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The 12 Biggest Blackouts In History

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Hulton Archive/Getty Images

On July 13, 1977, a power outage in New York City pushed its residents to the brink. Frustration with a failing economy, anxiety over the at-large serial killer Son of Sam, and a sweltering summer day and night resulted in mass looting across the city. It wasn't all bad news, however; legend has it that the stealing of DJ equipment from hi-fi stores propelled DJ culture and hip hop music in the city. But the city was no stranger to being forced into darkness

Fifty years ago today, The Great Northeast Blackout affected approximately 30 million people in both the U.S. and Canada, making it the single biggest power failure in U.S. history at the time. In remembrance of its 50th anniversary, here are 12 of the biggest power failures around the world.

1. NORTHEAST UNITED STATES AND NORTHERN CANADA // NOVEMBER 9, 1965

A faulty relay at Sir Adam Beck Station on the Ontario side of Niagara Falls led to what was then the biggest power failure in U.S. history. At 5:16 p.m., the tripping of a 230-kilovolt transmission line began a domino effect resulting in a surge of power that overwhelmed transmission lines and put New York City in the dark at the height of a Tuesday rush hour. 800,000 people were reported trapped in the subway.

In addition to New York, power overloads and automatic system shutdowns affected 30 million people in New Jersey, Connecticut, Massachusetts, Rhode Island, New Hampshire,Vermont, Quebec, and Ontario. 10,000 National Guardsmen and 5,000 off-duty police officers were called into service to prevent looting, although it turned out to be relatively calm and peaceful. Power was restored for most people within 13 hours.

2. THAILAND NATIONWIDE BLACKOUT // MARCH 18, 1978

When generators in the South Pranakhorn Powerplant in Samut Prakan failed, a nationwide blackout spread throughout Thailand. It would be over nine hours before authorities were able to restore power. In May 2013, Thailand suffered another major power failure, sparking memories of the massive incident of '78.

3. CANADA'S GEOMAGNETIC STORM // MARCH 13, 1989

On March 13, 1989 the entire province of Quebec, Canada suffered an electrical power blackout lasting 12 hours—and it was all thanks to the sun.

Sometimes, the sun emits billion-ton clouds of ionized gas, known as a coronal mass ejection (CME). On March 10, 1989, a CME "about the size of 36 Earths" and equivalent to "the energy of thousands of nuclear bombs exploding at the same time" escaped. On the 12th, the gas cloud crashed against Earth's magnetosphere and caused the Northern Lights to be seen as far south as Texas and Cuba.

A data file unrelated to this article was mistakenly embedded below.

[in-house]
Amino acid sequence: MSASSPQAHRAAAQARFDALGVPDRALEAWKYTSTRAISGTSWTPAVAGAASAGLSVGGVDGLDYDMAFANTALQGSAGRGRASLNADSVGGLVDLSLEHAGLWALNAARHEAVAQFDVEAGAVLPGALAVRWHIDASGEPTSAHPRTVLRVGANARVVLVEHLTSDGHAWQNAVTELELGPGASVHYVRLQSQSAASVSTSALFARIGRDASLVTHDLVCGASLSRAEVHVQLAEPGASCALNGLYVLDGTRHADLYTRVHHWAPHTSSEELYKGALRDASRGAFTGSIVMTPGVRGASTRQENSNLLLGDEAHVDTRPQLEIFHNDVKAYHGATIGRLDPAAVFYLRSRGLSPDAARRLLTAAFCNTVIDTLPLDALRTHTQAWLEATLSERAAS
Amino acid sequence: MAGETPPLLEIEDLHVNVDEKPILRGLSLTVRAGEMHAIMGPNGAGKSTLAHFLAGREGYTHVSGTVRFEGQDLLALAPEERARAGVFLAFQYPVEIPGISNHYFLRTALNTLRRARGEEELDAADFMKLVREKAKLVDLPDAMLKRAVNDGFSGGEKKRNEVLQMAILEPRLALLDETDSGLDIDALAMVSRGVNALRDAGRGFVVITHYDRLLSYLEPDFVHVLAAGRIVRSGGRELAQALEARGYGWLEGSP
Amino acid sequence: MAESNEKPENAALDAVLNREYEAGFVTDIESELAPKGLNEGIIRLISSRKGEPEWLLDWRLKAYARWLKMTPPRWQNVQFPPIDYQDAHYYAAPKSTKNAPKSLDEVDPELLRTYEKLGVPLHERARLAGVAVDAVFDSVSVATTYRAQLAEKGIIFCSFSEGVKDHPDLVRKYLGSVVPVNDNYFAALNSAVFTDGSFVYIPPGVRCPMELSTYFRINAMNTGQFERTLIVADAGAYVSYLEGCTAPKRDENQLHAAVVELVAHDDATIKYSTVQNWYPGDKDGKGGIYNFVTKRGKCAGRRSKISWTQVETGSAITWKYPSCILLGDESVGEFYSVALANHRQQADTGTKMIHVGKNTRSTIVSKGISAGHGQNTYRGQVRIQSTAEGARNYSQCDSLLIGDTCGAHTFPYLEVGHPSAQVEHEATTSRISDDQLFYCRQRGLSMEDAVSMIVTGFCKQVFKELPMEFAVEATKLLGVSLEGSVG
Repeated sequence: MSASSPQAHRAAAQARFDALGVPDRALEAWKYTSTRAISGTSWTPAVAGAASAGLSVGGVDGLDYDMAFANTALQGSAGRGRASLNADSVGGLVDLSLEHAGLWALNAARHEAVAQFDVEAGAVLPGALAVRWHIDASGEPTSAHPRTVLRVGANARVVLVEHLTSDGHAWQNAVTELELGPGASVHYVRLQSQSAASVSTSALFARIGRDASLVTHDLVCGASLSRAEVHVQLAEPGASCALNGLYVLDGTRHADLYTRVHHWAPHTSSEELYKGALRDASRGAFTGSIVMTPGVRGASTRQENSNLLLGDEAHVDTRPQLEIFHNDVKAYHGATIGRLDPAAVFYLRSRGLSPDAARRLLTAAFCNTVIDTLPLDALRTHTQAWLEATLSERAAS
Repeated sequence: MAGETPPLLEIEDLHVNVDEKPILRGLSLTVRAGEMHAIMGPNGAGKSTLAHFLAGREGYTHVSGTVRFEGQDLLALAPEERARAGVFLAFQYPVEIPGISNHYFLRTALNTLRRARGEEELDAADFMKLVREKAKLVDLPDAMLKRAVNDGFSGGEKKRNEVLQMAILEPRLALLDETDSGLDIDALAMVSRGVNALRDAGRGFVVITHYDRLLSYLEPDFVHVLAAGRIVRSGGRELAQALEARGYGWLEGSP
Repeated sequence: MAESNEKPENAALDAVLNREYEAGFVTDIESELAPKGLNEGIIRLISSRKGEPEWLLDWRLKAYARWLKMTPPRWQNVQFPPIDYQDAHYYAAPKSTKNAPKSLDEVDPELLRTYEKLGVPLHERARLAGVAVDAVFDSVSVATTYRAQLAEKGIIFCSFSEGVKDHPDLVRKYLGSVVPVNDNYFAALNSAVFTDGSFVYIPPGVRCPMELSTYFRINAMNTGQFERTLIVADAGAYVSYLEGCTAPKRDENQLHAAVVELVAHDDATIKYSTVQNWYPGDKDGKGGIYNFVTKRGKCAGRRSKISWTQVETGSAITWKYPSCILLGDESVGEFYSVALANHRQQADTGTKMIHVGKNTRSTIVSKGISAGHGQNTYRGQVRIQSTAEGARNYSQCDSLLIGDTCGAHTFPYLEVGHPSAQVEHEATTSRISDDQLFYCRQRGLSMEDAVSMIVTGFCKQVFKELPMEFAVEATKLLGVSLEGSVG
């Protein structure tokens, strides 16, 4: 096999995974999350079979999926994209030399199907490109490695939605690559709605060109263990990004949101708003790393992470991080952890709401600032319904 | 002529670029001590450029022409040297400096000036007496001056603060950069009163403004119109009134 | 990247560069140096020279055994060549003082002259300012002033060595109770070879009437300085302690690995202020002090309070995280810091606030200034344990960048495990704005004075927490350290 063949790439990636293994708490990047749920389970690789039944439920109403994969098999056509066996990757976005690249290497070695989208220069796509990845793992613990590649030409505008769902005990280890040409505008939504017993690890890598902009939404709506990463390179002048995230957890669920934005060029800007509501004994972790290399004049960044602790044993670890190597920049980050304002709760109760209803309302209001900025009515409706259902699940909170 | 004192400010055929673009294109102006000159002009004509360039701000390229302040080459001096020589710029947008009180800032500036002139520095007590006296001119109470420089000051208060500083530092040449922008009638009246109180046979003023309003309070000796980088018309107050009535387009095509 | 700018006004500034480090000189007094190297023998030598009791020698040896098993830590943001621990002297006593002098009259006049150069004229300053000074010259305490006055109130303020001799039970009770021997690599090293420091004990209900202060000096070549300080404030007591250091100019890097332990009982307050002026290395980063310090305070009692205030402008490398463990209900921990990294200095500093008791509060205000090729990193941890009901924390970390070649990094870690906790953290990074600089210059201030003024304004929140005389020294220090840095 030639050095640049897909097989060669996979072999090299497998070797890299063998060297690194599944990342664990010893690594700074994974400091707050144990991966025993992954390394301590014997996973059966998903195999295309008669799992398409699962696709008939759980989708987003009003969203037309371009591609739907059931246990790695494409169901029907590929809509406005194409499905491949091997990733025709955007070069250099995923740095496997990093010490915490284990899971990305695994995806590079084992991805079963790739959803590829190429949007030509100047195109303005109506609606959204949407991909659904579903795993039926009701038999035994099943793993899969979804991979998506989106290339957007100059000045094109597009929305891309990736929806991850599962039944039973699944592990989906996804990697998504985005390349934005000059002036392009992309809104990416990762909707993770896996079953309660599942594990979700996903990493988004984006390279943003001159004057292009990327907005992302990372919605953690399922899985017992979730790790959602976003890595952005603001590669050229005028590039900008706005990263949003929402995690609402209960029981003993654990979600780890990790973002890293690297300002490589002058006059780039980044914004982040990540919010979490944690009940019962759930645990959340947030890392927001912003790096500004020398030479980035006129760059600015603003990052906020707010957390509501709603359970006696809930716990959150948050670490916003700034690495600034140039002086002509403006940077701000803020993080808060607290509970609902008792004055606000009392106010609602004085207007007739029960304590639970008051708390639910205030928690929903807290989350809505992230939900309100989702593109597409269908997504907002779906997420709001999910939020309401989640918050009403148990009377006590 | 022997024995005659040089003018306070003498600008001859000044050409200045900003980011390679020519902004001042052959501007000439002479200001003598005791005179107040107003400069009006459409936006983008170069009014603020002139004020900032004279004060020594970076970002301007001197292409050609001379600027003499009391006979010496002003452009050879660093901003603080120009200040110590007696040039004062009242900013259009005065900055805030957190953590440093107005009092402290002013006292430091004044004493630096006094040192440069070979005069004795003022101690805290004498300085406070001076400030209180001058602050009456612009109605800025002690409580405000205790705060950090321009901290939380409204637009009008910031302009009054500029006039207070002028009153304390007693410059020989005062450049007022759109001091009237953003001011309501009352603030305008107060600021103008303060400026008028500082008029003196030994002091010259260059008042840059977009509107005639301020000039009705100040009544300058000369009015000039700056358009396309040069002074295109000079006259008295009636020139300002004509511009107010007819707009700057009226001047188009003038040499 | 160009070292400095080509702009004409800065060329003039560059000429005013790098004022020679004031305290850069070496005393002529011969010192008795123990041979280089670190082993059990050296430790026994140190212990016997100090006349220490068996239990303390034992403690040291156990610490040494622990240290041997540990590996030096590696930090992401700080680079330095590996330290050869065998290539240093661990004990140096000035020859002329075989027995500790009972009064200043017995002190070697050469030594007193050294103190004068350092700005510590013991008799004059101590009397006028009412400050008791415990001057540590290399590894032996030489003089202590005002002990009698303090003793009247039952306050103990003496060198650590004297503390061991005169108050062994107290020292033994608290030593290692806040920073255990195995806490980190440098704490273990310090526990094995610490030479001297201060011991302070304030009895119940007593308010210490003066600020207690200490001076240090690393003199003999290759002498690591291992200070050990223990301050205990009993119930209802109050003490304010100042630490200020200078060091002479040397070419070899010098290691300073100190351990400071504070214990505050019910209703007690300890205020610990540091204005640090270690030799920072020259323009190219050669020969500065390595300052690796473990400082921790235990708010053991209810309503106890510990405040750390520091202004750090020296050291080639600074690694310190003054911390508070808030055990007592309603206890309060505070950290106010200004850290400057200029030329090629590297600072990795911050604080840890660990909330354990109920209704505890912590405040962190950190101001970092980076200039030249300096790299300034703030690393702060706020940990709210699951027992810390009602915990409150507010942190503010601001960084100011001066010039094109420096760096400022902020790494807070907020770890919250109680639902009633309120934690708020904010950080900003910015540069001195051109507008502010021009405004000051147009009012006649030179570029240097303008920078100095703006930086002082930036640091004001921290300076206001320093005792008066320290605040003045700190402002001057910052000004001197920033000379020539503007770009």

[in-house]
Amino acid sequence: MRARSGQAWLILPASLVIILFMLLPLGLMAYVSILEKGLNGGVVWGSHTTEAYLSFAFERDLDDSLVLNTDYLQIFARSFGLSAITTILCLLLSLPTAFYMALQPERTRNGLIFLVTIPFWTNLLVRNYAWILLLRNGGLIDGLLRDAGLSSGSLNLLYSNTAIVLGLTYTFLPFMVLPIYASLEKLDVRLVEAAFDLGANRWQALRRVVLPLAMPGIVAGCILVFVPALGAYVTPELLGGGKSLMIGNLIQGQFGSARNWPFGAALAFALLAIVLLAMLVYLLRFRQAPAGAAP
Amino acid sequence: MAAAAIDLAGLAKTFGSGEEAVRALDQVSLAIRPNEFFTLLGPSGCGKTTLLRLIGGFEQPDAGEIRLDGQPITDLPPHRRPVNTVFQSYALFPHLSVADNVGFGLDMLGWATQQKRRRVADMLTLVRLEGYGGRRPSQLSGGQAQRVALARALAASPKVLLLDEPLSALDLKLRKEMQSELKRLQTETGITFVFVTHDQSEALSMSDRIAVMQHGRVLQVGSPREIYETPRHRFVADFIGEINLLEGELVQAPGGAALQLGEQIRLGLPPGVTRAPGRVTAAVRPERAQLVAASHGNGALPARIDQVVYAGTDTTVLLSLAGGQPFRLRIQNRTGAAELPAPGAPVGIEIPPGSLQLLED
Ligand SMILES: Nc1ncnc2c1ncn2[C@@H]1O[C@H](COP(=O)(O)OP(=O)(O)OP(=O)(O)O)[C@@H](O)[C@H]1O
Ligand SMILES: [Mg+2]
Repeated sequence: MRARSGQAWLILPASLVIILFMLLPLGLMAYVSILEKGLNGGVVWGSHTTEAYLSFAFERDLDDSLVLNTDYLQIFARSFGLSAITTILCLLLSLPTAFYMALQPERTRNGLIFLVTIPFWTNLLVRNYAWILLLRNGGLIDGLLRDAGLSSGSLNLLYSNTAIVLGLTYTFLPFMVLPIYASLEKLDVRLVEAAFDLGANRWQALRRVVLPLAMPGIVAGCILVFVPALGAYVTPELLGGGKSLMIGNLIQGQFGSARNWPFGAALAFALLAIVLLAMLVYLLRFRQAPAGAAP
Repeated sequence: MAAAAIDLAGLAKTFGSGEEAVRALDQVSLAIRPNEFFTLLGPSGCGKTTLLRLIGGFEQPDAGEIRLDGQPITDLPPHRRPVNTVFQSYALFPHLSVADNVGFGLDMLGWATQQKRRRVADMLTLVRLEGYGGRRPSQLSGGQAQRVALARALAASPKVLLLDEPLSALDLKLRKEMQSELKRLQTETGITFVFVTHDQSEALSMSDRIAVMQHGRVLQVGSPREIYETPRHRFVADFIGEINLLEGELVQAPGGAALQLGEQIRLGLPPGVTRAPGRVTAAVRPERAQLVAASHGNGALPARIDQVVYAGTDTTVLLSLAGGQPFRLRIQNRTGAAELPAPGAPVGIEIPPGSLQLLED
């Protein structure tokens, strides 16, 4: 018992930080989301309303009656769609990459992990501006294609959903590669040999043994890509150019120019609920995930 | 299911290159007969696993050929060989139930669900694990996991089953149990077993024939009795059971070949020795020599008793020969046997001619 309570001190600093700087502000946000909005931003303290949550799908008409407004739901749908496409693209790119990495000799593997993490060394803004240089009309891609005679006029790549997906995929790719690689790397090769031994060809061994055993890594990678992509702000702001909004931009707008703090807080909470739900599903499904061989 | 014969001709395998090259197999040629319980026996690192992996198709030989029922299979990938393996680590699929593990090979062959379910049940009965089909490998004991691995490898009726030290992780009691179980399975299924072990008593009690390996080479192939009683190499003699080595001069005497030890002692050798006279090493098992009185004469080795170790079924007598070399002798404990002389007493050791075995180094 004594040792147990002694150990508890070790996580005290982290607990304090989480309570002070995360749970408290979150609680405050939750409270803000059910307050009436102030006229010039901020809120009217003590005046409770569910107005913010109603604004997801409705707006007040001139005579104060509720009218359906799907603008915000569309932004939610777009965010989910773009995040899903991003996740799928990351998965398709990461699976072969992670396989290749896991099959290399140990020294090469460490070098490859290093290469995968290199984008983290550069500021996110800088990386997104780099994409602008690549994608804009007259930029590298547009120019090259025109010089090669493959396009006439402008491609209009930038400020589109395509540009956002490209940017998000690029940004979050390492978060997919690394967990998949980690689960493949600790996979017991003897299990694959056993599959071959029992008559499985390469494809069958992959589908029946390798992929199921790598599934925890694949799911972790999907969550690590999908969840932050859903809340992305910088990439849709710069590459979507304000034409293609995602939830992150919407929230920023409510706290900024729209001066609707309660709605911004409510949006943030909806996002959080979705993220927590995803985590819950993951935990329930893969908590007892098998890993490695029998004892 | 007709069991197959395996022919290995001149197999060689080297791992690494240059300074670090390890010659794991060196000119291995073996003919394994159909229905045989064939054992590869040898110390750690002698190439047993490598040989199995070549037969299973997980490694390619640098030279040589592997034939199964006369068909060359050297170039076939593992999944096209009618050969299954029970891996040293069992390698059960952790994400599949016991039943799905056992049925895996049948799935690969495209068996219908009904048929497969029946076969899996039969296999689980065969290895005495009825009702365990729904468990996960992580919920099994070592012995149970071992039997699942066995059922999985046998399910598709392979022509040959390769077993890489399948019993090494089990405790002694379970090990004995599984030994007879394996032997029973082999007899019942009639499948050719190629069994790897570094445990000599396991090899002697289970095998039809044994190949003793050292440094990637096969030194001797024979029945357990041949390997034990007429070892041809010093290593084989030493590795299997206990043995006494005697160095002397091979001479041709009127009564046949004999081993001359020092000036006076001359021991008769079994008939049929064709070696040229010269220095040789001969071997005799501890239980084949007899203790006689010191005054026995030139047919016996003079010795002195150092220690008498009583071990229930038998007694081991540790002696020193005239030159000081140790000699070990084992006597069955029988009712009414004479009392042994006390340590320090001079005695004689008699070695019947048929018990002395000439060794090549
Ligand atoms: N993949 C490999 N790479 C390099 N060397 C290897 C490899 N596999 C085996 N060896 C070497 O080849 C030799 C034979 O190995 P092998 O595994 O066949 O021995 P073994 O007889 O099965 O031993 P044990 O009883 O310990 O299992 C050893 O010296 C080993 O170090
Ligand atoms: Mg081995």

Because of this celestial event, six million Quebec residents were thrust into darkness when the province's power grid lost power. Schools and businesses were forced to close during the 12 hour blackout, as well as the Montreal Metro and Dorval Airport.

4. SOUTHERN BRAZIL // MARCH 11, 1999

In 1999, approximately 97 million of the 160 million people living in Brazil lost power in what was the biggest blackout ever at the time. A bolt of lightning struck an electricity substation, which in turn shut down Itaipu, which was the largest power plant in the world.

1,200 military police officers were placed in Rio to avoid looting, while city tunnels in São Paulo were closed to prevent assaults. 60,000 subway riders were heavily inconvenienced. To make matters more complicated, the power system of Brazil was privatized days before the event. Mines and Energy Minister Rodolpho Tourinho assured that this had nothing to do with the outage, saying, "A lightning bolt is an exceptional fact, there is no reason for doubting the reliability of the Brazilian electrical system."

5. INDIA // JANUARY 2, 2001

A 12-hour power outage caused by a failure of an Uttar Pradesh substation triggered India's northern grid to collapse. This affected about 226 million people, or roughly a quarter of the country's population. The Confederation of Indian Industry estimated that the loss to business amounted to about $107.1 million.

Despite economic expansion in India, the blackout was used by some as an excuse to push for privatization of the electrical industry to bring it up to date. Enron was reported to have been contacted to help supply electricity during the crisis but insisted on a price that was three times higher than usual.

6. NORTHEAST UNITED STATES AND CANADA // AUGUST 14-15, 2003

It took months before the real cause of the Northeast Blackout of 2003 was finally determined. Initially, Canadian Defense Minister John McCallum blamed an outage at a nuclear power plant in Pennsylvania, which the state's Emergency Management Agency denied. What actually happened was a high-voltage power line in Northern Ohio brushed against overgrown trees, causing it to shut down. When the alarm system that would typically alert FirstEnergy Corporation failed, the incident was ignored. In the next 90 minutes, system operators tried to figure out what happened while three other lines switched off as a consequence of the first line's failure.